Among the books piled close at hand in unwieldy stacks in my office are three strong contenders for the end-of-the-year Top Ten. The first is The Divine Voice: Christian Proclamation and the Theology of Sound, by Stephen Webb (Brazos), one of the most stimulating books I've read so far this year—one that generates so many insights in so many different directions, you feel that your mind is about to explode. Webb is professor of religion and theology at Wabash College and the author of many books, including On God and Dogs (Oxford). He has been in the pages of B&C. If you read Jeet Heer's essay on Walter Ong in our July/August issue, you're primed for Webb's book. We'll certainly be reviewing it (along with some other related books) in a forthcoming issue of the magazine.

Another book that rocked me back on my reading heels is The Great Failure: A Bartender, a Monk, and My Unlikely Path to Truth, by Natalie Goldberg. I picked up the galleys several months ago, not sure how interested I was going to be. I'd read some of Goldberg's writing-about-writing and found her refreshing (her best known is Writing Down the Bones—which, the dust jacket tells me, has sold more than a million copies), but I'm suffering from bigtime Memoir Fatigue, and I wasn't eager to wade into another one. Nevertheless I poked a toe in—and didn't stop reading until late that night, when I'd finished the book. That we can "learn" from failure has become a cliché—remember the freshness of The Wounded Healer when it first appeared, and yet doesn't that phrase make you slightly nauseated now? But this is a book which takes that deep truth and makes it real again. Plenty here to argue with—Goldberg practices Zen, and her understanding of the universe is in some ways radically different from mine—but this is a book I'll be buying multiple copies of to give to friends.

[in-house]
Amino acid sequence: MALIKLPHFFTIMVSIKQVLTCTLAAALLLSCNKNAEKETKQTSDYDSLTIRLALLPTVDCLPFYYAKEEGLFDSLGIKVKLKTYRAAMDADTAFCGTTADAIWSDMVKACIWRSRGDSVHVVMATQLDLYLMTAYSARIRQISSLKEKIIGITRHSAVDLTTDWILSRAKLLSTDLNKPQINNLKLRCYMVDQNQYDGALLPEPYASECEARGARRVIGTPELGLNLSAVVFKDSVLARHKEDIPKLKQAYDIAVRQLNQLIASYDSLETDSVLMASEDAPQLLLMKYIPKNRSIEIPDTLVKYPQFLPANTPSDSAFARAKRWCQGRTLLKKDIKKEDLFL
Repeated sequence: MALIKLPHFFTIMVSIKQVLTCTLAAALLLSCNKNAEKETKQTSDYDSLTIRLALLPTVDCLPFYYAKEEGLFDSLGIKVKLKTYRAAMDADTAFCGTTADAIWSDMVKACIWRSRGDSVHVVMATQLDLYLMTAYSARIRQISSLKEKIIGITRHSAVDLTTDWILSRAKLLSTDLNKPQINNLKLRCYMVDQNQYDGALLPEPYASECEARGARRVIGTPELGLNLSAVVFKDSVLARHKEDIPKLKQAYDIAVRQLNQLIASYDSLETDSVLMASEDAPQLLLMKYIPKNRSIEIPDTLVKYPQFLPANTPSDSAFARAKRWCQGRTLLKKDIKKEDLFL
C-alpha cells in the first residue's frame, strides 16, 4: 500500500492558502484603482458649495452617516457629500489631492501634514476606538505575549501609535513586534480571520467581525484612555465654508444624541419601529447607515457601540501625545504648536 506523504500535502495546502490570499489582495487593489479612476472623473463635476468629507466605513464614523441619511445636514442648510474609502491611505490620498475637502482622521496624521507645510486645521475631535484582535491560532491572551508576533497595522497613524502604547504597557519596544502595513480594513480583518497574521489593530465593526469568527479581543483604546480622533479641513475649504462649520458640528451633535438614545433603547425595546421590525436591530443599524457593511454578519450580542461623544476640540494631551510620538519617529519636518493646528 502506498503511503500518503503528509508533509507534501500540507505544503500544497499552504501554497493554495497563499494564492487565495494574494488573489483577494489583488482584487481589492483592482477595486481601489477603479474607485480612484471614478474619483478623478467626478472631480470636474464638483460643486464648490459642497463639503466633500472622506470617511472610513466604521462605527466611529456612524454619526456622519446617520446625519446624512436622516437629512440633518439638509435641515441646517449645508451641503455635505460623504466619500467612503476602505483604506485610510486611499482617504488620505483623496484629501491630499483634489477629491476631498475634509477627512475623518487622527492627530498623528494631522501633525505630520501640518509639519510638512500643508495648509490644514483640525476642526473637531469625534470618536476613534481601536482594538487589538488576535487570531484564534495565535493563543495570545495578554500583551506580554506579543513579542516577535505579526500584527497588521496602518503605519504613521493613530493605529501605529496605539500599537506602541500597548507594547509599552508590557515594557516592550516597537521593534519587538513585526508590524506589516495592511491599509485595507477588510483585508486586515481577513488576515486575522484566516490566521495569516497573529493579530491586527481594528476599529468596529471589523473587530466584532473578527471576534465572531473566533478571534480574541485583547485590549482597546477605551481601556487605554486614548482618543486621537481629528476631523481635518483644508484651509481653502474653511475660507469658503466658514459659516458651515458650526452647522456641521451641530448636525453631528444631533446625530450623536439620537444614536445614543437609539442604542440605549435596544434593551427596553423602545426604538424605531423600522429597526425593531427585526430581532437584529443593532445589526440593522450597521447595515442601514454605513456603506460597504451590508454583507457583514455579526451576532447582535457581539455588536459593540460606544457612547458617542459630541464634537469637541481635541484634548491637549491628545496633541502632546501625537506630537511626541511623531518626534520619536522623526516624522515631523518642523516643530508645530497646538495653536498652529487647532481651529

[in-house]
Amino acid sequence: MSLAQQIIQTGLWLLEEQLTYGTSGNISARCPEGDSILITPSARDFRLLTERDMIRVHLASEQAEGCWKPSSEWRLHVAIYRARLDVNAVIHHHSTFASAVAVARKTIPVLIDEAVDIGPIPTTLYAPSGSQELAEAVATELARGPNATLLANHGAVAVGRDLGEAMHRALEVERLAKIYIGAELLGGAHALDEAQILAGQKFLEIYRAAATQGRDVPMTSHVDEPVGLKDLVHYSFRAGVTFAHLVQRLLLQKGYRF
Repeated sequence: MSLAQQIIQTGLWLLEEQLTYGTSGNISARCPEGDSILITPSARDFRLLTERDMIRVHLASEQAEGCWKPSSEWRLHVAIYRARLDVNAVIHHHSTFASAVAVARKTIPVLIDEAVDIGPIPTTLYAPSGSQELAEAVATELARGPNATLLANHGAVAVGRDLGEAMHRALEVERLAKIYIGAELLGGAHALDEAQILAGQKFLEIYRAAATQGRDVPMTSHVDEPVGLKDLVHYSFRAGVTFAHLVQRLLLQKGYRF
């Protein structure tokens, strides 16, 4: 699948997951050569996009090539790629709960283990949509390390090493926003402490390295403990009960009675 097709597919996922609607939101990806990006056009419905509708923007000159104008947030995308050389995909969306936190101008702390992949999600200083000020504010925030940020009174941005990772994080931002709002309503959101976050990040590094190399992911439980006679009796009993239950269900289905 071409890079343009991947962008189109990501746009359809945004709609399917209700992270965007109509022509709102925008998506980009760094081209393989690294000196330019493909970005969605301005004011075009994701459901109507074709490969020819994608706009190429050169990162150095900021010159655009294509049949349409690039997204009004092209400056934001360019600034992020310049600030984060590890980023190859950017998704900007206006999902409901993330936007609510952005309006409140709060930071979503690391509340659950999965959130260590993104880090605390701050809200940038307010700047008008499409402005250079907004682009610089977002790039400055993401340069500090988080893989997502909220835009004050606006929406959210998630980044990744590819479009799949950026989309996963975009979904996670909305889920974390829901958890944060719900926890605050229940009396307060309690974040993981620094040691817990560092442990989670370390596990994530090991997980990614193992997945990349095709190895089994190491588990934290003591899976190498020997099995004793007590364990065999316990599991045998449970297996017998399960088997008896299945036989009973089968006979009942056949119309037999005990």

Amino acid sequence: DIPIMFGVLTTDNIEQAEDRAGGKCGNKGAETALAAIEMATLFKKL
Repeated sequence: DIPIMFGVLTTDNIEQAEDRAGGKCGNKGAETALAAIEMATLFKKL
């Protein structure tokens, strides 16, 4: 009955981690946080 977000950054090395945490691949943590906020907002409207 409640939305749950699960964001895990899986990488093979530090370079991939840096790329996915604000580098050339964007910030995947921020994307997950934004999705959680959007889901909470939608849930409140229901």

The third that's on my current shortlist is David Markson's Vanishing Point (Shoemaker & Hoard), billed as a novel. If you have read some of Markson's earlier books, you'll know that what he means by novel is not what you might otherwise be expecting. This particular novel consists of short passages rather like entries in a commonplace book. Many of them have to do with writers, painters, composers, artists of one kind or another. Certain themes recur: for instance, the scorn with which many great works (as we now regard them) were originally greeted, but also the contempt of Artist X for Artist Y, so that we're not simply getting a skewering of the unenlightened. Another theme is the anticipation, many centuries ago, of complaints that we tend to think of as distinctively modern. And so on. Oddities and ironies are duly noted. The book is wonderfully strange, perfect for bedside reading (several pages each night).

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Speaking of books of the year, one of last year's best, George Marsden's biography of Jonathan Edwards, is now out in paperback from Yale. If you haven't caught up with this one yet, now's a good time.